Whether you’re working with a business owner who’s providing you with materials or teaming up with a shipping service, call out your brand’s partners in your business plan. Give brief details about your partners, how they’ll contribute to your business and financial information about each one. It’s also worth noting what steps they have for quality control, as this information will be particularly interesting to investors.

Share Your Marketing Strategy

Here’s the part of the business plan where you’ll need to show off your marketing strategy. Whether you’re planning on running an online-only shop, working out of a brick-and-mortar location, or a mix of both, dazzle your reader with your plans for getting your name out there. Make sure you mention all the acquisition channels you’ll use to bring customers through your doors, like email, social media, digital ads, websites, search engine optimization and blog posts.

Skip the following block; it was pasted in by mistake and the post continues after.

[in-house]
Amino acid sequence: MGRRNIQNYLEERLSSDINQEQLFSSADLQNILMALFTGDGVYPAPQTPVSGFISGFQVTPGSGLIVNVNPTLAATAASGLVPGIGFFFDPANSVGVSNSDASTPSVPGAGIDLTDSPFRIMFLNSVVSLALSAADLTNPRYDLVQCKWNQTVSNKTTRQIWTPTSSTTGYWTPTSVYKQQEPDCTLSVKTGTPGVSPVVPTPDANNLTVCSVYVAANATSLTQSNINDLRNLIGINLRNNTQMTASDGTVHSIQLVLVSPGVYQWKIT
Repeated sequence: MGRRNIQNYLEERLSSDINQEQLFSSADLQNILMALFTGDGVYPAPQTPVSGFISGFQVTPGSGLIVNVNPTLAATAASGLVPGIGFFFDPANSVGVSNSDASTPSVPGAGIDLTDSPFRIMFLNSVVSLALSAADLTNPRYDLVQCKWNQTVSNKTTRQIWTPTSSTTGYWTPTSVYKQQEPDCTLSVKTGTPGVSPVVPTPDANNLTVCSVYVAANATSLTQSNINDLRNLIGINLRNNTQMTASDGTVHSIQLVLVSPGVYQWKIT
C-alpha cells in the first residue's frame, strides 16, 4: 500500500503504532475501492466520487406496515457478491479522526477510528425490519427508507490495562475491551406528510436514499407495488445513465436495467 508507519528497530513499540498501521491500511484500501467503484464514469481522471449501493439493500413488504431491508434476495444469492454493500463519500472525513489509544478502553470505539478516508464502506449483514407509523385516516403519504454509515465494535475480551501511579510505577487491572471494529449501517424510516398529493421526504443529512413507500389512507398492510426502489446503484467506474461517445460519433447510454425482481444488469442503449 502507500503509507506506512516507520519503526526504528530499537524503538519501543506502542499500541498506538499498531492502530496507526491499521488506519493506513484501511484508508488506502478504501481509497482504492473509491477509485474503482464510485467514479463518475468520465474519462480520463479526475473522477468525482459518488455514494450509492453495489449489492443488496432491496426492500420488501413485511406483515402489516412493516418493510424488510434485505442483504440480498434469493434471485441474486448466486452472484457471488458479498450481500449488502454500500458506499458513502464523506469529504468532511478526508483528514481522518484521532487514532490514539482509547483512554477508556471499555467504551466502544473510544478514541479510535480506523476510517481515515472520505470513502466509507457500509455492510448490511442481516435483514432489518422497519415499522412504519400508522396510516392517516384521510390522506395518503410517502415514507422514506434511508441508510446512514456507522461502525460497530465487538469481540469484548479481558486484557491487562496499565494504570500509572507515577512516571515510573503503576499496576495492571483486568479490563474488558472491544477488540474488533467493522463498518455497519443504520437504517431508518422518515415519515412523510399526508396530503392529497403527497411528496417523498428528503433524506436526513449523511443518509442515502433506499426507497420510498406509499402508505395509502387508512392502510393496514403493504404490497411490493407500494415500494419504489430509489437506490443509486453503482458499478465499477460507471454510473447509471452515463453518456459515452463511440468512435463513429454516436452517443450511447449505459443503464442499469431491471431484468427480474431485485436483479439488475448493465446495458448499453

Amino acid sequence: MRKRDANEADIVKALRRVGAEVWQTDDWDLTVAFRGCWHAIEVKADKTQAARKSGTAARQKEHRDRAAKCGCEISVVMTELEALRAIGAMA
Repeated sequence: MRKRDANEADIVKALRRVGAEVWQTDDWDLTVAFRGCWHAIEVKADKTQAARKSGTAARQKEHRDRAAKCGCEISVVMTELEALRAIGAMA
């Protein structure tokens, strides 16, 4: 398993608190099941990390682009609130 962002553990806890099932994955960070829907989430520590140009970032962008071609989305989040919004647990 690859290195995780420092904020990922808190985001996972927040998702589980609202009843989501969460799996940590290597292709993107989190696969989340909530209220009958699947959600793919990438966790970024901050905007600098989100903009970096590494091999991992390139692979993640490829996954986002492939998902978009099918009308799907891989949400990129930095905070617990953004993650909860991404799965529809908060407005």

Do a Financial Projection

You’ll need to show potential investors and lenders your plan for getting your clothing brand into the black. Your financial forecast should include a sales forecast, an expenses budget, income projections and a timeline of when you’ll break even with your business (when your expenses will be equivalent to the sales you’re taking in).

Include these key milestones in your forecast – your first six months in business, first year, second year, five years, 10 years and beyond.

Breaking down the forecast by milestones can make all that financial information a lot more digestible, plus it illustrates your thinking around short-term vs. long-term growth for your business.

When drafting financials, be precise.

“Hire a business or financial analyst who can draft real-life financials for the company.

Go Heavy on Visuals

As an owner of a clothing brand, you’ve likely got an eye for detail and design. Show your talents by including plenty of visuals in your business plan. From sales forecast graphs to mockups of how your future clothing store will look, these visuals can make your business plan pop, Bliss said.